Reviewby Christopher Macdonald, Jan 27th 2002
Jin-Roh: The Wolf Brigade
Special Edition DVD
In an alternate Japan, some 10 years after a major war, poverty and crime stoke the flames of civil unrest. Anti-government guerillas, calling themselves the Sect, spark bloody clashes in the streets. The police respond with a crack unit of heavily-armoured cop-soldiers, the C.A.P.O., to tackle the increasingly well-armed Sect. The C.A.P.O. unit find themselves in a very high-pressure position. On the one hand, their very presence escalates the climate of violence with the Sect. On the other hand, regular cops resent and distrust them. At the center of this firestorm is a young C.A.P.O. officer named Fusé.
When Fusé hesitates to kill a young sect courrier she commits suicide with the bomb she is carrying he is blamed for his failure and demoted back to training camp. Deeply troubled by the experience, Fusé visits the girl's grave, and there meets her sister, with whom he begins a complex relationship. At the same time, a sinister conspiracy is brewing deep in the labyrith of the police system, pitting a secret group of extremists within the C.A.P.O., the Wolf Brigade (Jin-Roh) against the politically inclined bureacrats of the police force. Fusé and the girl are nothing more then pawns of pawns, but who's pawns are they?
Parts Taken From Fant-Asia'99
|The most important item in the package is of course the feature disc. Any disc that delivers such a superb film and includes Japanese DTS 5.1 track, Japanese Dolby Digital 5.1 and English Dolby Digital 5.1 is a definite winner... Providing the Anime itself is any good. This disc is the same in the Special Edition box and the regular package.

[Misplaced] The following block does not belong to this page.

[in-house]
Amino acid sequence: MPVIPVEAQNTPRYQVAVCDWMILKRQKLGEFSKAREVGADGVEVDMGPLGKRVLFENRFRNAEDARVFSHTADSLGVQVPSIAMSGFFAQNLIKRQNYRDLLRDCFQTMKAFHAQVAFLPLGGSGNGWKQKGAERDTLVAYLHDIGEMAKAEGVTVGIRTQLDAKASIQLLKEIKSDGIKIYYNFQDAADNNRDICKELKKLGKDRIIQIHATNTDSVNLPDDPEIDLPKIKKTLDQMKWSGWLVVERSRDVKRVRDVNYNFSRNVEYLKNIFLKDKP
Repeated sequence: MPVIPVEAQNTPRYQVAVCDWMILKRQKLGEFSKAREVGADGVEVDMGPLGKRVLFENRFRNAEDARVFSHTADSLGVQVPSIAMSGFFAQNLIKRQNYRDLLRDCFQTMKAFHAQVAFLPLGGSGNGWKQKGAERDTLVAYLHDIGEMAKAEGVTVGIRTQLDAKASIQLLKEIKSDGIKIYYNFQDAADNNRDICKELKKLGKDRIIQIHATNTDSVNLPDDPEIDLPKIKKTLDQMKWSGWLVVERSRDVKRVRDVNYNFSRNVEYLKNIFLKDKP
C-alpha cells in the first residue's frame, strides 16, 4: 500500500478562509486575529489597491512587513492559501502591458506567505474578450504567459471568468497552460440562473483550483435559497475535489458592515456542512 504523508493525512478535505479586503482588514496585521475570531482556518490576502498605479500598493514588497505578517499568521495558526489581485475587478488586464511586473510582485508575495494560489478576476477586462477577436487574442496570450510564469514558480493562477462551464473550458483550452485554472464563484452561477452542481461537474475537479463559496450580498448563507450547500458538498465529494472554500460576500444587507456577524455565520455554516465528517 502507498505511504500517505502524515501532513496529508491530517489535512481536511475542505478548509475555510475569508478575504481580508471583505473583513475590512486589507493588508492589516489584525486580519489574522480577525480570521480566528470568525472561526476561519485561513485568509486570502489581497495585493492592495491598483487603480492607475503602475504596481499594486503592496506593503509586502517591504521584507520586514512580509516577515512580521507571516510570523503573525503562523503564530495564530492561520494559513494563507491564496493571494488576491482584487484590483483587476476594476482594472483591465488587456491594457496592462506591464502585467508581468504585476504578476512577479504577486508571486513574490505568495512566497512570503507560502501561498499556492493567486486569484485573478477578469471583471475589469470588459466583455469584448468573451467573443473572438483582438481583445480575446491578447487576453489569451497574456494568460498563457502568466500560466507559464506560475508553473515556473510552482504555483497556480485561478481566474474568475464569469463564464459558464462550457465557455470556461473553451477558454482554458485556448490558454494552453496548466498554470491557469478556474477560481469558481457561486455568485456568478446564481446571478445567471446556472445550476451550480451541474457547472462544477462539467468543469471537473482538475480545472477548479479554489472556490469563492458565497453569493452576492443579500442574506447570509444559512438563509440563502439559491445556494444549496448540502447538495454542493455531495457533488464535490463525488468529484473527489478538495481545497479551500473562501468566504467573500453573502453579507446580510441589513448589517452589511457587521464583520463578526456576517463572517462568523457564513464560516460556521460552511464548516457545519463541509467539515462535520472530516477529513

While some segments of Jin-Roh are extremely violent it is not an action movie. Jin-Roh is an extremely complicated movie with 90% of its screening time devoted to developing the characters, the plot and the intrigue. Action segments were only incorporated when required by the plot, however those action segments that do exist in the movie are extremely intense, yet most of the film's intensity still comes from the plot and not the action. Although very different in topic, anyone who enjoyed Perfect Blue will probably enjoy Jin-Roh. Although not quite as complicated as Perfect Blue, Jin-Roh succeeds as only the second Anime of the psychological thriller type... that is, the second success. Further comparison between Jin-Roh and Perfect Blue is not warranted; they are extremely different stories with little in common except for their complexity.
Artistically Jin-Roh is a masterpiece, as can be expected with anything coming from Productions IG. The extreme attention to minute detail seen in Jin-Roh is very rare. Hiroyuki Okiura eschewed the recent trend of computer animation with Jin-Roh that was almost entirely done on cels (apparently it took 80 000 cels and 3 years to animate). Jin-Roh is almost entirely "filmed" in low light settings and rainy weather, further adding to the somber mood.